Jan. 24, 2013– Biogen Idec (NASDAQ: BIIB) released the primary efficacy analysis and safety data from its Phase 3 pivotal clinical trial, ADVANCE. Results support peginterferon beta-1a as a potential treatment dosed every two weeks or every four weeks for relapsing-remitting multiple sclerosis (RRMS). Peginterferon beta-1a is a new molecular entity in which interferon beta-1a is pegylated to extend its half-life and prolong its exposure in the body, enabling study of a less frequent dosing schedule.
The ADVANCE study included more than 1,500 patients with RRMS and was designed to evaluate the efficacy, safety and tolerability of peginterferon beta-1a compared to placebo at one year. Results showed that when administered via subcutaneous (SC) injection, peginterferon beta-1a 125 mcg demonstrated a significant reduction in ARR at one year. Compared to placebo, ARR reduction with two-week dosing was 35.6 percent (p<0.001) and with four-week dosing was 27.5 percent (p<0.02).
Results showed that peginterferon beta-1a also met all secondary endpoints compared to placebo for both dose regimens. Peginterferon beta-1a reduced the risk of 12-week confirmed disability progression as measured by the Expanded Disability Status Scale (EDSS) by 38 percent in both dosing arms (p<0.04).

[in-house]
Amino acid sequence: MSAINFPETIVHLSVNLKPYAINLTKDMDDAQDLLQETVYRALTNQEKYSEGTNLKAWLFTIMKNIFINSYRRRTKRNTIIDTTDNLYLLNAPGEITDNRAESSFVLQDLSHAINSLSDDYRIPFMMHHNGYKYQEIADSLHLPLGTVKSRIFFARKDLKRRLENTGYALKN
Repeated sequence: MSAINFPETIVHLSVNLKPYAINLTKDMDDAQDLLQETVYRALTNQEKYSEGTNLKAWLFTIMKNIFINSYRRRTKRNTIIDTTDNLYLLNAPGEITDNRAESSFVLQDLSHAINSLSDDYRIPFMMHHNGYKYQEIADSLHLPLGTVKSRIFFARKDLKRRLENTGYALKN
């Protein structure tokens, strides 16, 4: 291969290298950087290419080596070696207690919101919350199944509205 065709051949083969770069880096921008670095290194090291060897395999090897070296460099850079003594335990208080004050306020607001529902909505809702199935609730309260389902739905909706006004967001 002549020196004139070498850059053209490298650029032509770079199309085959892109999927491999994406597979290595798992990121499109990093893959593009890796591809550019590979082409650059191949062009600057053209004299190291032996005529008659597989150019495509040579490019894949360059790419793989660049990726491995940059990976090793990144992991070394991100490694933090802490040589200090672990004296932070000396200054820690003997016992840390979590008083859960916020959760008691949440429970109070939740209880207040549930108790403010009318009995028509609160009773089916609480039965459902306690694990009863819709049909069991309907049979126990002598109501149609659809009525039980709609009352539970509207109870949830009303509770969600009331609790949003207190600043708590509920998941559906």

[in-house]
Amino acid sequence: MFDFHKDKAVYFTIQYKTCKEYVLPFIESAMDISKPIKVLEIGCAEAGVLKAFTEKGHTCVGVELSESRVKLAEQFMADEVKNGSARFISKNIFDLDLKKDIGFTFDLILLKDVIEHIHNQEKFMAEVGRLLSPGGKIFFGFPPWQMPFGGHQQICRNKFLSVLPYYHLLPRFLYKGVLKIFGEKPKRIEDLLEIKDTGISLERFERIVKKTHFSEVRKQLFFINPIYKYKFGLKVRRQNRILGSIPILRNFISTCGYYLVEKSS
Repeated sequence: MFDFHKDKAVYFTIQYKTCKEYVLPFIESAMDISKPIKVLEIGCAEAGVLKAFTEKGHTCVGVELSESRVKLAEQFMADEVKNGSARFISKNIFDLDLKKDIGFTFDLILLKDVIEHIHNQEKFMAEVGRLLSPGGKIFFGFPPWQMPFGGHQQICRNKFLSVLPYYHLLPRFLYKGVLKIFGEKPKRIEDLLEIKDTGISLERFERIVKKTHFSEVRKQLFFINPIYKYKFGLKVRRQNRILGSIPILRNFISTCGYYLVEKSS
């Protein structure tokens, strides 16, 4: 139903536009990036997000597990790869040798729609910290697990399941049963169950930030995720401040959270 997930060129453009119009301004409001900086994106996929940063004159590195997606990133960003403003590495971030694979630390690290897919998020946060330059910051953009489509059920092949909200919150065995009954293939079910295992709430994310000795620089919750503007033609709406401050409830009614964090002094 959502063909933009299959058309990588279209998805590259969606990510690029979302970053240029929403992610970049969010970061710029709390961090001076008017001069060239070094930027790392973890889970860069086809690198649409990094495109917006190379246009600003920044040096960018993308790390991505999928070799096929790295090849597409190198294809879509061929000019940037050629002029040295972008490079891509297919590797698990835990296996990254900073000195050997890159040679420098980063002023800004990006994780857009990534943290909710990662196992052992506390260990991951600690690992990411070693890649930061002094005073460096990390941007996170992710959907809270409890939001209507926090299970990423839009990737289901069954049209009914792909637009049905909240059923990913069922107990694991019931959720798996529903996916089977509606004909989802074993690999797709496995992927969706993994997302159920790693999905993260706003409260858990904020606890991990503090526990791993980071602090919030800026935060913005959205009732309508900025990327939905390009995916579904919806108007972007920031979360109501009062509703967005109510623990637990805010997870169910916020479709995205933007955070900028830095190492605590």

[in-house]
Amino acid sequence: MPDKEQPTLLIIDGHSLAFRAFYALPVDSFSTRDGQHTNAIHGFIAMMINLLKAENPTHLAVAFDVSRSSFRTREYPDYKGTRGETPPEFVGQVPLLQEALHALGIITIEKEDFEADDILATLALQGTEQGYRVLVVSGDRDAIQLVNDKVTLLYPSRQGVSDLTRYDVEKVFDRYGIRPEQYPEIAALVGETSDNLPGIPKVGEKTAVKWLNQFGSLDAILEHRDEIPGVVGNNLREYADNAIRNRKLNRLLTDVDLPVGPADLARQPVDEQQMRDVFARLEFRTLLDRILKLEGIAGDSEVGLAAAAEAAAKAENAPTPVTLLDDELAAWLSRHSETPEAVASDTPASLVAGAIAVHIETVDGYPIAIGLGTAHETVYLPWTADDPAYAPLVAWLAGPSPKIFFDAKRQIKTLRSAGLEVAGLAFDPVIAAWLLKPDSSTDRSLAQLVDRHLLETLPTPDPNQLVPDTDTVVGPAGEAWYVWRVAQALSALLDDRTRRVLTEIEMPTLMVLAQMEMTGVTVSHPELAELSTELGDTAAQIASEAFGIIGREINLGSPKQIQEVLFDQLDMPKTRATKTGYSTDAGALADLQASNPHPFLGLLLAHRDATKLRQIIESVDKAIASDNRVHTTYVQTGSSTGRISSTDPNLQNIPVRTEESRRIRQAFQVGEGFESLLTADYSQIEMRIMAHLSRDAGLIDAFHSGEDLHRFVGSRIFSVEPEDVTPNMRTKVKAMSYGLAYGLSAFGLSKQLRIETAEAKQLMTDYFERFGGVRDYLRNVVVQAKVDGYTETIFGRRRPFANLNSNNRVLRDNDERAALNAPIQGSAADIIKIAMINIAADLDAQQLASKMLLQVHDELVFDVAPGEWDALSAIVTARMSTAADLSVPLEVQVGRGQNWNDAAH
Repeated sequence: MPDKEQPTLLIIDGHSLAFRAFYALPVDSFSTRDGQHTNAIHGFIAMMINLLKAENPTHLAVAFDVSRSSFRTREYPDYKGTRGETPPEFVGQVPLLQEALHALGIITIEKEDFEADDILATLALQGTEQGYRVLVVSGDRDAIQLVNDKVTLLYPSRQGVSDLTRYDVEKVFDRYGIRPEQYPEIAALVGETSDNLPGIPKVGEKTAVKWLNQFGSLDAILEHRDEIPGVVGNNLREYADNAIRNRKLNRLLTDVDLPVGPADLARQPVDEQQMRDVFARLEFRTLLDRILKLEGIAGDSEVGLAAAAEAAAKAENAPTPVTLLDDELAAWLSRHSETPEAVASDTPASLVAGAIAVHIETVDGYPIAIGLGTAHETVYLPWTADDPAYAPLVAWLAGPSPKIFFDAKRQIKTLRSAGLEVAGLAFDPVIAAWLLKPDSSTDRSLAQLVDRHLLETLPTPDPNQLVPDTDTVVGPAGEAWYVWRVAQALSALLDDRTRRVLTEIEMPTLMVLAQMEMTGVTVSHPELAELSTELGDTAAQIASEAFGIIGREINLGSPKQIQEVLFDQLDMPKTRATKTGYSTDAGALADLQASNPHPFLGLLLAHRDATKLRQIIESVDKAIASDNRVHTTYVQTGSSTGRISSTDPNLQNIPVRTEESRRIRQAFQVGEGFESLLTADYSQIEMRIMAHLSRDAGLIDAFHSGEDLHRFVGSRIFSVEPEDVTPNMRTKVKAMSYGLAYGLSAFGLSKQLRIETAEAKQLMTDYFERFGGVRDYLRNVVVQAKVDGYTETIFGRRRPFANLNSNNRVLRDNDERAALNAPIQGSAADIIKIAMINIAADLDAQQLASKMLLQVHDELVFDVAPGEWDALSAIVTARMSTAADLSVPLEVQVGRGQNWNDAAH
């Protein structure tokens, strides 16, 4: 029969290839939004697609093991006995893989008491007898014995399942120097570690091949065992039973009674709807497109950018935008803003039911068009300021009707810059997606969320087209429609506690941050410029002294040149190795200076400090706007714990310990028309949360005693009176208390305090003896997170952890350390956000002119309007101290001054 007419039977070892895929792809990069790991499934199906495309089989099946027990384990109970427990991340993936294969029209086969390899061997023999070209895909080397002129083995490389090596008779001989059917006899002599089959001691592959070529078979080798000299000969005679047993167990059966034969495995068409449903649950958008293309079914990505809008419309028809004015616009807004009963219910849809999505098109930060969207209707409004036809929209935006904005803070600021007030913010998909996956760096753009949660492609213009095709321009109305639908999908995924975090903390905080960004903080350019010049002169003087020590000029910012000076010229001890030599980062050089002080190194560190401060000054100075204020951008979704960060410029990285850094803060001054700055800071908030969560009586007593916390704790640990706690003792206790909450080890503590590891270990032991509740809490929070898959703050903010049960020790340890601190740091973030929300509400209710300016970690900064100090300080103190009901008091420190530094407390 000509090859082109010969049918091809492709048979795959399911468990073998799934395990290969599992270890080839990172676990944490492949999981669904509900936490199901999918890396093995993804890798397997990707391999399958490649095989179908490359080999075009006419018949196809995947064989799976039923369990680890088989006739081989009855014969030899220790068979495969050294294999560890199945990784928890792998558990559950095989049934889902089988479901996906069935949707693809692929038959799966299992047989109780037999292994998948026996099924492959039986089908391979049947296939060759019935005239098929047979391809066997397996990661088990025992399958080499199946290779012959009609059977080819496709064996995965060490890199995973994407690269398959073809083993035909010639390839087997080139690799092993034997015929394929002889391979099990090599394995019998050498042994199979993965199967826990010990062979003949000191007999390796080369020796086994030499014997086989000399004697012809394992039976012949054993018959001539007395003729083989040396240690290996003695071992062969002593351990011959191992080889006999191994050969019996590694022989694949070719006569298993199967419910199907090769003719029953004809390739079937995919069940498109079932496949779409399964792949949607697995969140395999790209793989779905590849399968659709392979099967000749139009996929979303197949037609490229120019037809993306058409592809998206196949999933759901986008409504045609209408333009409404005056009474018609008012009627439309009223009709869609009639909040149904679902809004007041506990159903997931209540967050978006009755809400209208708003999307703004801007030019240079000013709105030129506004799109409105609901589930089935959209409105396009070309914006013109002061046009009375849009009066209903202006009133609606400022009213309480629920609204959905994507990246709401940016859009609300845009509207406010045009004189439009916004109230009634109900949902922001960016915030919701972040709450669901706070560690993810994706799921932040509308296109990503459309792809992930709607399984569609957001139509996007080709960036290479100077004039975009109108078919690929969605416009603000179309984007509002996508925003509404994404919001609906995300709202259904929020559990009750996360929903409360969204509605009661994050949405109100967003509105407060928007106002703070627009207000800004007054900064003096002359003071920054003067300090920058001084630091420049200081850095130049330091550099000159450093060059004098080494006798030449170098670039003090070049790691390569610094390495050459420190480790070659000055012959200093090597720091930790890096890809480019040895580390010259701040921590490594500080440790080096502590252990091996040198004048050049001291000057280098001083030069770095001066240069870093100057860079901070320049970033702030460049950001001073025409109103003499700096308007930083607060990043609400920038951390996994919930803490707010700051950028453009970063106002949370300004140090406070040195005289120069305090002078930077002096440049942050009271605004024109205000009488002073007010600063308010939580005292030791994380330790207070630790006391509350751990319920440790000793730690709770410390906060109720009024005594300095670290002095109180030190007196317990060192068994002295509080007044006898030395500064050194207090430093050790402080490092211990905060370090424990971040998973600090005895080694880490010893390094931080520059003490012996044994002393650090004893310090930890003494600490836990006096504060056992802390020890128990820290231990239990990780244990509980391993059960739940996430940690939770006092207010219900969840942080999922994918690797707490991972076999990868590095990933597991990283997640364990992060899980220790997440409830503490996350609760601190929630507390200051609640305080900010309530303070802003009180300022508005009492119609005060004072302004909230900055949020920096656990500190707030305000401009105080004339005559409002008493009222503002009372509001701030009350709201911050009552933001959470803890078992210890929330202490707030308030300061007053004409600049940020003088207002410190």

Peginterferon beta-1a reduced the proportion of patients who relapsed by 39 percent in the once every two-week dosing arm (p<0.001) and by 26 percent in the once every four-week dosing arm (p<0.03).
In ADVANCE, both dosing regimens showed favorable safety and tolerability profiles. The overall incidence of SAEs and AEs was similar among the peginterferon beta-1a and placebo groups. The most common SAE was infections, which was balanced across all treatment groups (≤1 percent per group).
The most commonly reported AEs with peginterferon beta-1a treatment were redness at the injection site and influenza-like illness.
“These results are not unexpected. Pegylation increases the circulating life of interferon-beta and therefore allows MSers to get away with injecting the drug every 2 or 4 weeks. Are you up for it?”